A Murmur, then a Rant!

one night in Oakland's hot art happening

By Laurie Kelsoe

In the Heart of Darkness
Artists are having an identity crisis, but apparently not Oakland artists. Oakland is on the rise and is fast becoming a twenty-four hour art happening. As an Oakland artist, I’m usually keen to stay in doors and work instead of being one more cog in a happening. Sure I like seeing my fellow artists are up to, sometimes it’s even inspiring, but I never seek it out. So last weekend I thought, why not, let’s give it a try and see what’s going on. Be a part of the scene! Get inspired! Go to Oakland’s biggest art event! The art murmur! And it worked, I did leave with a passion to create art, but it was with a passion and a heated anger to create art that isn’t crap, which was all I saw. Artists are having an identity crisis and the crisis is art. Perhaps it is just in Oakland or maybe this is a nation wide epidemic.

The Real

I decided to murmur with my best friend and fellow art critic, Lizzie Porter-Roth. We visited Manna Gallery in uptown Oakland. Manna Gallery was featuring artist Elaine Maute, whose show consisted of small canvases with little images of signs, curly lines, hash marks, triangles, all arranged in horizontal and vertical lines, evenly spaced to allow the viewers eyes to shift from one image to the next. I listened to Lizzie’s ranting about the paintings nonsensical qualities while trying to pinpoint what it was about the paintings she detested so much. Her anger was simple: we weren’t looking at anything original, but were instead being served pale replicas of Wassily Kandinsky. Maute’s compositions mimicked the same structural layout as Kandinsky’s. In color, line, shape, and form, the two can hardly be distinguished from each other, except that Kandinsky is good and Maute is, well, kind of not.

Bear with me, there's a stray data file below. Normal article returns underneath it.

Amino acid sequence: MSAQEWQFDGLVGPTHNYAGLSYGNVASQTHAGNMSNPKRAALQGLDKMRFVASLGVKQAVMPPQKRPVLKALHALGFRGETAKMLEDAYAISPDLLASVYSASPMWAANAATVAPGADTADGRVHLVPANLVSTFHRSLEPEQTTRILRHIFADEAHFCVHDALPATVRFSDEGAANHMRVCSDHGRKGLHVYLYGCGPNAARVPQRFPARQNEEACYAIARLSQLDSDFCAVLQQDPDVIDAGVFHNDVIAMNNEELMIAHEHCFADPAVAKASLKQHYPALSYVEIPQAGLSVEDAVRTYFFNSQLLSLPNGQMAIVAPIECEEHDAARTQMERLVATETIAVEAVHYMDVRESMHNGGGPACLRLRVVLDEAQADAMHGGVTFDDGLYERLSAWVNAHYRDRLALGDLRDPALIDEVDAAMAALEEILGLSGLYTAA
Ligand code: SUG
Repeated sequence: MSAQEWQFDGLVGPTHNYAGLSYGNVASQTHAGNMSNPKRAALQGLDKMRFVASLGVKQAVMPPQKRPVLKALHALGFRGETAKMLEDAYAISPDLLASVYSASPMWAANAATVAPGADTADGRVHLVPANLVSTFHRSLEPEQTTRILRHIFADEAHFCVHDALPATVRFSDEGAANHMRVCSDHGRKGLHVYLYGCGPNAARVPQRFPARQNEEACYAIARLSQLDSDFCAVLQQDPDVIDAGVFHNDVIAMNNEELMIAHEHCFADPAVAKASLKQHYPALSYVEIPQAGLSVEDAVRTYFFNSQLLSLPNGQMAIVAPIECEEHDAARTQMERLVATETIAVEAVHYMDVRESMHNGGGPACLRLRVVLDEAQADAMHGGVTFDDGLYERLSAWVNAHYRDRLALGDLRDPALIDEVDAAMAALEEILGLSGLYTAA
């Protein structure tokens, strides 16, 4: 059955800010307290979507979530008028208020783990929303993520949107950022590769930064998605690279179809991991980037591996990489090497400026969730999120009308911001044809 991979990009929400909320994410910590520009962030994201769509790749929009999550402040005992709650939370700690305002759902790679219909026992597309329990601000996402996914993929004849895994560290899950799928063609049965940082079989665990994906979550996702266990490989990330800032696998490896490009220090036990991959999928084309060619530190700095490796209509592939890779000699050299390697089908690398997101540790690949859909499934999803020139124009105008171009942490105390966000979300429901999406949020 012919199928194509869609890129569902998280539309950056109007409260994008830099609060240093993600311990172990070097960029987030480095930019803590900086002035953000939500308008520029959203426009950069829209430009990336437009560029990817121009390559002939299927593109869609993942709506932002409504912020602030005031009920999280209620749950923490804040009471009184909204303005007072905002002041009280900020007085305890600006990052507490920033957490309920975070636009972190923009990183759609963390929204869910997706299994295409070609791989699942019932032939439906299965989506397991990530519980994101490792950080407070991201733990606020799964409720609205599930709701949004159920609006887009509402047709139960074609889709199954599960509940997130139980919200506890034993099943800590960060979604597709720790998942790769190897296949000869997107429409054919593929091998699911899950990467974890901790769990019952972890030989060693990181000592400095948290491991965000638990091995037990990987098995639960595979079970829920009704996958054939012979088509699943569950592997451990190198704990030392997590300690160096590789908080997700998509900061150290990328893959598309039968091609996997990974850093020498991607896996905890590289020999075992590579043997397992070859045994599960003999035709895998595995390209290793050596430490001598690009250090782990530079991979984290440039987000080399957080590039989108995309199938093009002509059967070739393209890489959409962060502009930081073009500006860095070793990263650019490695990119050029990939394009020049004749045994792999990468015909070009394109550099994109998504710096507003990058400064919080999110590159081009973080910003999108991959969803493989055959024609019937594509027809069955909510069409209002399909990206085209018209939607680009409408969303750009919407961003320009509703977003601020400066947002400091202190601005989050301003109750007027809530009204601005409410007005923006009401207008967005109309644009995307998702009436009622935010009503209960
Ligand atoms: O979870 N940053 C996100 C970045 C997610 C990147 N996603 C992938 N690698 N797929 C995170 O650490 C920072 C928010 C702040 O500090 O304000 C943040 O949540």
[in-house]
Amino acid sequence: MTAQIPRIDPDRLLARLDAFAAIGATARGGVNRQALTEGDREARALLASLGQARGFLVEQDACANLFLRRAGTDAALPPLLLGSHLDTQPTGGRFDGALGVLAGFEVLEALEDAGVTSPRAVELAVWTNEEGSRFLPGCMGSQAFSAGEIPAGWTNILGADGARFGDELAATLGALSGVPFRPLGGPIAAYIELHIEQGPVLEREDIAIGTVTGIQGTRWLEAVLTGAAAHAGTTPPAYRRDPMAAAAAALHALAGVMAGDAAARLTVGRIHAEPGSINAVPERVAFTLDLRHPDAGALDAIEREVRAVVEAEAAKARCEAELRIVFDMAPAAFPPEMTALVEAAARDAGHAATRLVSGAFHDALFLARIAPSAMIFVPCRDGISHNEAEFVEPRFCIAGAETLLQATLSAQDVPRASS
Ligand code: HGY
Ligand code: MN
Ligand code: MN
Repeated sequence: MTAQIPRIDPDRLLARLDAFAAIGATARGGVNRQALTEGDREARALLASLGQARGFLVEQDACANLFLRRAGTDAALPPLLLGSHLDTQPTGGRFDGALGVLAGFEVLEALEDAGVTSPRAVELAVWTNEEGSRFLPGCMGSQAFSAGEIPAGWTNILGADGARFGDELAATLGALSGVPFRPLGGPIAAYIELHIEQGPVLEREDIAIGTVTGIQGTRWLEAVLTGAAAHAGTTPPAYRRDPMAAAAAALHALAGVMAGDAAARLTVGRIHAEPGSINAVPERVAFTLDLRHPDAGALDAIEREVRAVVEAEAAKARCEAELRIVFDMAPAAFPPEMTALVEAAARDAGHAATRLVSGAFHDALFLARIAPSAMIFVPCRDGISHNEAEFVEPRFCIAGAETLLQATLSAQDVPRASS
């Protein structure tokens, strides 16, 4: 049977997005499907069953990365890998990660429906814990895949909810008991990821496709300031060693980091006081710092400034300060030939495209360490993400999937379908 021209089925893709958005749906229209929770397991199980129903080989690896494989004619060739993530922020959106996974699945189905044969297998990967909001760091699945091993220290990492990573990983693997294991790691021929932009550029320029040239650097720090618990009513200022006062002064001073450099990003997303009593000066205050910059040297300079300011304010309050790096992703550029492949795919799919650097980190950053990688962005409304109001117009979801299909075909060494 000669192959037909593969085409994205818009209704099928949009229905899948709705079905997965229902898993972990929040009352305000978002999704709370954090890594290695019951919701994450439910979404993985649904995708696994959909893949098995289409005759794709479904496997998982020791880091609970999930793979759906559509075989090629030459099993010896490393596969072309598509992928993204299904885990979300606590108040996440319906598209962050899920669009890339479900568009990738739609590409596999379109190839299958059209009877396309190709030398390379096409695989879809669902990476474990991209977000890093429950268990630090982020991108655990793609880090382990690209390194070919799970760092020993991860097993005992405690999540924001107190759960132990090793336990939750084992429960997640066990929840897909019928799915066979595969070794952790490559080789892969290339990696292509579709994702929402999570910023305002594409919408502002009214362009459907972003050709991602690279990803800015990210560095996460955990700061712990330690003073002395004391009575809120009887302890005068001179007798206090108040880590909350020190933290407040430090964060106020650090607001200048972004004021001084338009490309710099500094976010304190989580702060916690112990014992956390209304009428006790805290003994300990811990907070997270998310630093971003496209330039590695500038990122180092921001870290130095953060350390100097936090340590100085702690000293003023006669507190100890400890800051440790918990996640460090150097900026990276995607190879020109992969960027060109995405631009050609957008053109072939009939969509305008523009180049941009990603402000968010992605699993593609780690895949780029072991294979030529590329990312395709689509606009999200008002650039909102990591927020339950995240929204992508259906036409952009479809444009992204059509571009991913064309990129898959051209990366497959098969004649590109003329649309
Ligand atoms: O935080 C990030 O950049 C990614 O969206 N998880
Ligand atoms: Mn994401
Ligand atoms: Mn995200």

The False

It seems as if stylizing or “compositional copying” is the exciting new thing for today’s Oakland artist and Maute’s results are pretty much what you would expect from such a sad practice. As long as the artist reframes the concept and context, then all is fair game, at least according to Manna Gallery. In her artist statement on the Manna Gallery website, Maute states, “Abstraction can command subtle nuances of meaning that reach far beyond the everyday, mundane reality most of us live in. I am drawn to primal shapes, iconic forms and the intricacies of geometry.”Maute’s artist statement is a dry, textbook, Wikipedia definition of abstraction. Still, perhaps we should be easy on her since her work is showing in a commercial gallery that focuses more on selling rather than artistic inspiration or advances. After all a faux Kandinsky might just be what the office park needs. But this was just our first stop on our wonder journey through the murmur and what we found next made Maute look like a rebel and a genius.